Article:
The U.S. Department of Education is encouraging colleges to seek federal approval for degree programs that don't rely on the credit hour as a measurement of learning, an Inside Higher Ed story said.

A letter released by the Department of Education on March 19 endorsed competency-based education, and indicated that credit hours will no longer be required as a basis for federal student loans. Department officials said they will soon allow Southern New Hampshire University's College for America to assess learning independent of the credit hour, and still be eligible for federal financial aid programs. The school is poised to launch a $5,000 online associate degree based on competency measures instead of credit hours, according to Inside Higher Ed.

It will be the first such program for which federal loans are allowed, wrote Inside Higher Ed blogger Paul Fain, but not the last. Other institutions are discussing the approach with department officials, including Capella University, Northern Arizona University, Brandman University and Bellevue University.

In a Huffington Post blog, Western Governors University president Robert Mendenhall wrote that the most important characteristic of competency-based education is that it measures learning rather than time.

"Students progress by demonstrating their competence, which means they prove that they have mastered the knowledge and skills (called competencies) required for a particular course, regardless of how long it takes," Mendenhall wrote.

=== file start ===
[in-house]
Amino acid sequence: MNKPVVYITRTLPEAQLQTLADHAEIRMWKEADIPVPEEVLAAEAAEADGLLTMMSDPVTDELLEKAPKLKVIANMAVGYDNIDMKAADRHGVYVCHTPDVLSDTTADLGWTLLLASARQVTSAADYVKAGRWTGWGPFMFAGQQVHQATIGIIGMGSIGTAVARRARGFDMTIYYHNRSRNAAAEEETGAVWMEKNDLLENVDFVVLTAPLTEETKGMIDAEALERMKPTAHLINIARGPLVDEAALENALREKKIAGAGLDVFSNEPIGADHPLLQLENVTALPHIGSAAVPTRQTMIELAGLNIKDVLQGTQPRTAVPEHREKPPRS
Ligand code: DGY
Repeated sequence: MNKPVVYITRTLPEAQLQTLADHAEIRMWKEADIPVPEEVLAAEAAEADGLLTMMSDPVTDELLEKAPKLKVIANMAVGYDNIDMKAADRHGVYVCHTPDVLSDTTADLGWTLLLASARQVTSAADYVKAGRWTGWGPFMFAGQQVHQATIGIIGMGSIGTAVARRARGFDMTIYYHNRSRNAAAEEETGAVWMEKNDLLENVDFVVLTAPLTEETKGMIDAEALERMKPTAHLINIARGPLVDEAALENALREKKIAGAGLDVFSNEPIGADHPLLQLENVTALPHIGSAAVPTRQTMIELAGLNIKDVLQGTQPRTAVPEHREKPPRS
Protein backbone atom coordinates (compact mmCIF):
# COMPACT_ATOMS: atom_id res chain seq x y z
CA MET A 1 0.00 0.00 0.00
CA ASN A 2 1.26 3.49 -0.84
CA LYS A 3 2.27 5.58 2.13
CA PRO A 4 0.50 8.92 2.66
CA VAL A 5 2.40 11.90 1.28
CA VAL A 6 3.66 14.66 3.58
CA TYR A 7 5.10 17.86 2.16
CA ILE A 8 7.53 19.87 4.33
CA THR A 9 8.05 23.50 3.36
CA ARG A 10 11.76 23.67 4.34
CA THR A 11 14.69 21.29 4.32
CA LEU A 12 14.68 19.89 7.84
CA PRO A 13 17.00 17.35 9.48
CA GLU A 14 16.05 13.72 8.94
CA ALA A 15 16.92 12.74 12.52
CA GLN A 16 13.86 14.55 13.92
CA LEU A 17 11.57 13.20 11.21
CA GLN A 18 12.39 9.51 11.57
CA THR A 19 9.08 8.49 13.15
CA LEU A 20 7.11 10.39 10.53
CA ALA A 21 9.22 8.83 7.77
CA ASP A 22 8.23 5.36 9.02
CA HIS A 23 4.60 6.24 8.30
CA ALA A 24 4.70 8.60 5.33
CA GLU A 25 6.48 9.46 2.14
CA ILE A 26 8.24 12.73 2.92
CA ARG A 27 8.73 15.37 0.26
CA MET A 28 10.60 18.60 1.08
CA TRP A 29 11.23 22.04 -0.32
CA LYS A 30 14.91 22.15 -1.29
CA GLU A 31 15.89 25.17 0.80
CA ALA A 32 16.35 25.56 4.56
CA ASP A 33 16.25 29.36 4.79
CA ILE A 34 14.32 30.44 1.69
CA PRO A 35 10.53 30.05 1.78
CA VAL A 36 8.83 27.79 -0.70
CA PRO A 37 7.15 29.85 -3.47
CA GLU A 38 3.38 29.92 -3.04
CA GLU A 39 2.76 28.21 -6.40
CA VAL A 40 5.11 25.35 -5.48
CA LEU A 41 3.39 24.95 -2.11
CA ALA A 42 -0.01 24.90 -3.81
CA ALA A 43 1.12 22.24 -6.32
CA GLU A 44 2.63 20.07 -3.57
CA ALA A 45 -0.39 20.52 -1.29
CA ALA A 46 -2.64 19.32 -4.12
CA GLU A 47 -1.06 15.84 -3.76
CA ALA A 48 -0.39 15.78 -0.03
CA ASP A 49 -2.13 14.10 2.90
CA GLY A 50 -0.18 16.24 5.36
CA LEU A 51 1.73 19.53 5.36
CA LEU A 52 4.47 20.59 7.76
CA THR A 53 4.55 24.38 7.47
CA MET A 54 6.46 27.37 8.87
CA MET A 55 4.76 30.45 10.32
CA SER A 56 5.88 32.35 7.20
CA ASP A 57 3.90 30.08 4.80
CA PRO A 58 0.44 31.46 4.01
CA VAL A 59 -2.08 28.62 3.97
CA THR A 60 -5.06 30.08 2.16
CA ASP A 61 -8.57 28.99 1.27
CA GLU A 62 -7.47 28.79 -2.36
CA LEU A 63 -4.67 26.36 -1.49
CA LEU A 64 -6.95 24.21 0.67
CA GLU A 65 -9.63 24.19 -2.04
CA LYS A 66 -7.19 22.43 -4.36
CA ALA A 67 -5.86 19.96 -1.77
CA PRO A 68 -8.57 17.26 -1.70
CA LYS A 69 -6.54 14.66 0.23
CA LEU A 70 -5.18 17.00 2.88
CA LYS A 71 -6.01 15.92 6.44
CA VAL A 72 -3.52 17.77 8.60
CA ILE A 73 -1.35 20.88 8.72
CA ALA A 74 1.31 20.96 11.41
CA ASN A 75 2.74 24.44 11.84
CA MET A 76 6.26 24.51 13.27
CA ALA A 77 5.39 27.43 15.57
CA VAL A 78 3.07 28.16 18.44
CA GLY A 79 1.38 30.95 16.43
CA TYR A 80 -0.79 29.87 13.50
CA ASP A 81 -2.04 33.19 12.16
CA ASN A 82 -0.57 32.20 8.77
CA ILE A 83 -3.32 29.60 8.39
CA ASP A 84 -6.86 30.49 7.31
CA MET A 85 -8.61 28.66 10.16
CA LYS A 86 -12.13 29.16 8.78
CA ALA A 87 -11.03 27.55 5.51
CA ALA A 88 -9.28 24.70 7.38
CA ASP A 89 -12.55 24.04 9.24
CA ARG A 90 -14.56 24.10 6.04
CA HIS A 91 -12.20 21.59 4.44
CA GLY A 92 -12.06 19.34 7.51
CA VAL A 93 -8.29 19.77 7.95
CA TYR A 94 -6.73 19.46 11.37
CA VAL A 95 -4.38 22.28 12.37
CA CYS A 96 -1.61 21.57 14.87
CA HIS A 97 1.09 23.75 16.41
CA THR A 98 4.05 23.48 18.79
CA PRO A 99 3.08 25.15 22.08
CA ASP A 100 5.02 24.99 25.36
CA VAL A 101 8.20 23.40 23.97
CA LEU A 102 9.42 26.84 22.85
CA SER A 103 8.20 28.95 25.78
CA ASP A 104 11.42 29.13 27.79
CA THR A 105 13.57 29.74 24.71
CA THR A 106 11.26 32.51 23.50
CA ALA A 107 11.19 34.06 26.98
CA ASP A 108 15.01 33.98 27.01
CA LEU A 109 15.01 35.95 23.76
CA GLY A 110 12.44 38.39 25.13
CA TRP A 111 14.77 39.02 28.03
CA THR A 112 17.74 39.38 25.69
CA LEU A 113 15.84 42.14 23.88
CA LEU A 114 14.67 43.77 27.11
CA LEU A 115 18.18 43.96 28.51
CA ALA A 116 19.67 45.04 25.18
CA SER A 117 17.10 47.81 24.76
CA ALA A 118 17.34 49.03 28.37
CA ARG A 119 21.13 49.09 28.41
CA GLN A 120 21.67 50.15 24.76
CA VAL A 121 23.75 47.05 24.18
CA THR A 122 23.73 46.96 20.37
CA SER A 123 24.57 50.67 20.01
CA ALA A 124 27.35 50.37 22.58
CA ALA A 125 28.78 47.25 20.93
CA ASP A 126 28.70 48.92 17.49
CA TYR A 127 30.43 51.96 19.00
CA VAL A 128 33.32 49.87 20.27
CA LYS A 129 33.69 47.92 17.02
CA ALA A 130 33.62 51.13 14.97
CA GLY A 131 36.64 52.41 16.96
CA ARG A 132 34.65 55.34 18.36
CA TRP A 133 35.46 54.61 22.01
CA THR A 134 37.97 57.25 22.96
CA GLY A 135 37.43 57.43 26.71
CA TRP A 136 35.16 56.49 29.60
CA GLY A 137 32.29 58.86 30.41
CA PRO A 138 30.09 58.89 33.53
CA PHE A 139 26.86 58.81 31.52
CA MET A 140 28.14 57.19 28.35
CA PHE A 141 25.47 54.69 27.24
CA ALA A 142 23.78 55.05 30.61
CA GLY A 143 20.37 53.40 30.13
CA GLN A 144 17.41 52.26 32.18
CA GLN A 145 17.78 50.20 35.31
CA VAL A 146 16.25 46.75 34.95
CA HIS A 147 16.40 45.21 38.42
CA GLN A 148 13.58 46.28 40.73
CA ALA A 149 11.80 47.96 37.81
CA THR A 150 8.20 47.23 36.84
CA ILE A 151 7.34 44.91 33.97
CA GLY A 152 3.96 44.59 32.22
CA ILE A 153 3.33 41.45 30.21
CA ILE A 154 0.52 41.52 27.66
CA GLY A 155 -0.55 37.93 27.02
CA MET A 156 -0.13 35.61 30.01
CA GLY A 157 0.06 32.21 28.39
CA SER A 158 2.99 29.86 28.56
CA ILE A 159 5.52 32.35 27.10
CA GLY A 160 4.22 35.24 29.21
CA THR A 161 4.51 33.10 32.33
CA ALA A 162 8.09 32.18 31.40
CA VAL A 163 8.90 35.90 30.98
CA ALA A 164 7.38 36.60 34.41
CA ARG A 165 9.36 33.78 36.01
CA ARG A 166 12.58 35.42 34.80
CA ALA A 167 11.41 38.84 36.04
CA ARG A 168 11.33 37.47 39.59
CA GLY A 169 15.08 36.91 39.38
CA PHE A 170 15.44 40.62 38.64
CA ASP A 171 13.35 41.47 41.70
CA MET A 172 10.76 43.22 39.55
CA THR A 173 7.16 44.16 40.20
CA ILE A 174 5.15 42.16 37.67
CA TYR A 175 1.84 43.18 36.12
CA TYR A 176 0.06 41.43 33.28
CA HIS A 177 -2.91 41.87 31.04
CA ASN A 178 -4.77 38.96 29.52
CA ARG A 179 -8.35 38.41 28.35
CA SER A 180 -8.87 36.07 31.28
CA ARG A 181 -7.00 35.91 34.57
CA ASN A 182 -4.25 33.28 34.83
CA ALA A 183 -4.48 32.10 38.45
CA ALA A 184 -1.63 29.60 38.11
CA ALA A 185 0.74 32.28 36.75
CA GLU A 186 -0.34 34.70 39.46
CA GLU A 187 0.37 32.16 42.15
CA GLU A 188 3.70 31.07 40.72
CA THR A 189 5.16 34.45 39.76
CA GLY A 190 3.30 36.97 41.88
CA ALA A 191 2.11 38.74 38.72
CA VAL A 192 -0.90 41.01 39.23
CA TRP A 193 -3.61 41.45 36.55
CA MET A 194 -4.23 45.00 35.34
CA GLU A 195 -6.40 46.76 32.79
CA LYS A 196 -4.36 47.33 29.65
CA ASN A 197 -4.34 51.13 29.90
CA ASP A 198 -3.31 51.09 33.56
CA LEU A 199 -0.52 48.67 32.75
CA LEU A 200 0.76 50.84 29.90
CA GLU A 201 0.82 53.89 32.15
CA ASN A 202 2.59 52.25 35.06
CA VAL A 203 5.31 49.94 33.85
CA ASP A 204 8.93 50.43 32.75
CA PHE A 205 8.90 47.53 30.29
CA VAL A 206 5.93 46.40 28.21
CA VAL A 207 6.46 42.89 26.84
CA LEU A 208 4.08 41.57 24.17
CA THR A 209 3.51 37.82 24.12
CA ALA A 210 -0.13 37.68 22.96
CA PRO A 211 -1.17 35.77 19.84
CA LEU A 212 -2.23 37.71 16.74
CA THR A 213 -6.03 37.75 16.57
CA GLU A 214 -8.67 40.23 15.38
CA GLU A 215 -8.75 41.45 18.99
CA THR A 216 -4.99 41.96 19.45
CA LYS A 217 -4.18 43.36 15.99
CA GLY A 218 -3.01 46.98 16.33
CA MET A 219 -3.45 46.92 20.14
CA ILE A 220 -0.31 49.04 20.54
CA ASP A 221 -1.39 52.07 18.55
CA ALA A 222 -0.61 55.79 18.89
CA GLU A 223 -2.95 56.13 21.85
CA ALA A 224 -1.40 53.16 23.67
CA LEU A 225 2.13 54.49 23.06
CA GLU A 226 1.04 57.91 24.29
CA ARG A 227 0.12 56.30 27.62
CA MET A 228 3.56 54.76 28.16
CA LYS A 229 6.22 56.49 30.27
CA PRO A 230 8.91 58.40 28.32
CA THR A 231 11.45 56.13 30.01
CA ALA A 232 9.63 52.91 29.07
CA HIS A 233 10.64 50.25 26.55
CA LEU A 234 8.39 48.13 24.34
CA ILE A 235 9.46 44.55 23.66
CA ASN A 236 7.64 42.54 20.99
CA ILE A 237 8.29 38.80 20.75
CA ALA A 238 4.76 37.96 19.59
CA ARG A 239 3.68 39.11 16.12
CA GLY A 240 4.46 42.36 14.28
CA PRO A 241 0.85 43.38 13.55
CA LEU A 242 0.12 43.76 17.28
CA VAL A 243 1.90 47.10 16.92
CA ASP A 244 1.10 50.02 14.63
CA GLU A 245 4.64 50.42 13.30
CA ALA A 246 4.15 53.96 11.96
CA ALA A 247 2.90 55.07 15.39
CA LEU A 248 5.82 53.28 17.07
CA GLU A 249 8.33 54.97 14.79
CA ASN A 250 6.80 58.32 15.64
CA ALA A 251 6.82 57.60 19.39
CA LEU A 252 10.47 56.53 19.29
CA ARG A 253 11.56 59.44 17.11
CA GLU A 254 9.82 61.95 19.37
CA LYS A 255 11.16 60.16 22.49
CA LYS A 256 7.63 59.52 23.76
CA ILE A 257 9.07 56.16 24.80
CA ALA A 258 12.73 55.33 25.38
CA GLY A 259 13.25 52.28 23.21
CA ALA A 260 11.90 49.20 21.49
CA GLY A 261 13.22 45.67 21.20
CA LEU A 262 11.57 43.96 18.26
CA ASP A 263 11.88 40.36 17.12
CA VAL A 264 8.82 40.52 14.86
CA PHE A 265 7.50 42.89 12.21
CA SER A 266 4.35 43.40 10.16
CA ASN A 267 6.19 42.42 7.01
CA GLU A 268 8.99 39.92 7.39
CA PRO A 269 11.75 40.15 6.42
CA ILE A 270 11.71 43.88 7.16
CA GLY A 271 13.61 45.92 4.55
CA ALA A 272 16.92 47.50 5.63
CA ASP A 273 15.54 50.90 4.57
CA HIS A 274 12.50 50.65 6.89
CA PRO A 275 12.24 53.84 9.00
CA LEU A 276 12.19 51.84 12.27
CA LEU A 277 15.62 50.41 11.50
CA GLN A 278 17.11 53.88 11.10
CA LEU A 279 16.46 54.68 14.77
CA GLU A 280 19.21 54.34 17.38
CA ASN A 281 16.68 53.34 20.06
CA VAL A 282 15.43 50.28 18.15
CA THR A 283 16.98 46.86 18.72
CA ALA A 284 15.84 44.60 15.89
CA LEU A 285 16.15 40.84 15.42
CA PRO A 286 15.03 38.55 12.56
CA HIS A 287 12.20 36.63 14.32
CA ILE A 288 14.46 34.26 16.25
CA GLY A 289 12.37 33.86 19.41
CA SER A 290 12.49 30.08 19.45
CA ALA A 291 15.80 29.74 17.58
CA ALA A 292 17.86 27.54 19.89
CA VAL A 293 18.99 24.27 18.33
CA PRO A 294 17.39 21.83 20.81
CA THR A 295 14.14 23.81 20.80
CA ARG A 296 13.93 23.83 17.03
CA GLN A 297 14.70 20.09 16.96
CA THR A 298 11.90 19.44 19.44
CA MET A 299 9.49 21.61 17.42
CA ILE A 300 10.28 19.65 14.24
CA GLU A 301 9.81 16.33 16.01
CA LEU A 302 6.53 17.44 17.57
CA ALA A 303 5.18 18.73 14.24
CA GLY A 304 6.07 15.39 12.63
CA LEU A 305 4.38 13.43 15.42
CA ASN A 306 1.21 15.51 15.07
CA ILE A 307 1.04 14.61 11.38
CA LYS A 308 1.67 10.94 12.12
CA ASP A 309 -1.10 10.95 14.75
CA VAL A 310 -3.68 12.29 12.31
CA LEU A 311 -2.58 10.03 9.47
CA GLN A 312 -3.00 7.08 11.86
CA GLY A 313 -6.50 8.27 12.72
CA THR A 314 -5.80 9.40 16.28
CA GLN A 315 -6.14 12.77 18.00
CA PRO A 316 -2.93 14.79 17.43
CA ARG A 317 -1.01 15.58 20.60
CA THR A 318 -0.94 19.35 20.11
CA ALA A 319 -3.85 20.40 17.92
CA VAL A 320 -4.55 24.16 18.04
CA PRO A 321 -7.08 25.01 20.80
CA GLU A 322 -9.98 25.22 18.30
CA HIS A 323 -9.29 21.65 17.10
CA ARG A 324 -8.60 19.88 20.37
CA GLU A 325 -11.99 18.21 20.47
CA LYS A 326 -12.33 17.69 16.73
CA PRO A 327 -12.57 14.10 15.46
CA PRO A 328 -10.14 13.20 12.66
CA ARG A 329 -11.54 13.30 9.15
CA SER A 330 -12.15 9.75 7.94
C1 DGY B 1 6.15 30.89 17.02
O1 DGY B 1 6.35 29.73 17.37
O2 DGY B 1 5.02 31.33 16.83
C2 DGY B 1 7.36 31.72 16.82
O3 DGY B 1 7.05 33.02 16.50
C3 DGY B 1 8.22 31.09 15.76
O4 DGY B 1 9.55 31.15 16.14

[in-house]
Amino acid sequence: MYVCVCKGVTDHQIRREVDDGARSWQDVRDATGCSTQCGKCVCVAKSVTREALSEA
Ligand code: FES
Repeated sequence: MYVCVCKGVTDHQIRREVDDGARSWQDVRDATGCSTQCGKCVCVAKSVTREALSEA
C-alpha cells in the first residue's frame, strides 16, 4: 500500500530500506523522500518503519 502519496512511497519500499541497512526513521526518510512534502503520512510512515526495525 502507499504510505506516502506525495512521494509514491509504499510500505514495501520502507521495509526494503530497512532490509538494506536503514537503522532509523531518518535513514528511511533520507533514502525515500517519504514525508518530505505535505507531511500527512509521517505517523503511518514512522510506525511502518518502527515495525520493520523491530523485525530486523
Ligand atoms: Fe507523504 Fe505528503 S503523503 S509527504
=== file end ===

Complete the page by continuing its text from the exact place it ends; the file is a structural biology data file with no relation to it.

The Department of Education's softened stance on competency-based education follows on the heels of a New America Foundation report called "Cracking the Credit Hour," by Amy Laitinen, which blamed the credit hour for myriad problems plaguing the U.S. system of higher education.

"If the U.S. is to reclaim its position as the most-educated nation in the world, federal policy needs to shift from paying for and valuing time to paying for and valuing learning," a report summary said. "In an era when college degrees are simultaneously becoming more important and more expensive, students and taxpayers can no longer afford to pay for time and little or no evidence of learning."

In its best guise, competency-based education requires learners to prove what they know, and what they can do, wrote Todd Hitchcock on a blog for Pearson textbook company. Hitchcock urges educators to focus on the competency-based education's value for students, instead of its potential to disrupt education models.

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"Those educators and institutions that are early adopters of this innovation can be proud that they play a role in a groundbreaking new movement that seeks to promote the real end-goal of higher education: the long-term success of the student," he wrote.

Department of Education officials cautioned that they haven't given the final word on competency-based education, according to Inside Higher Ed. The story said programs most likely to be successful in obtaining federal approval will be those that feature competencies recognized by both accreditors and employers.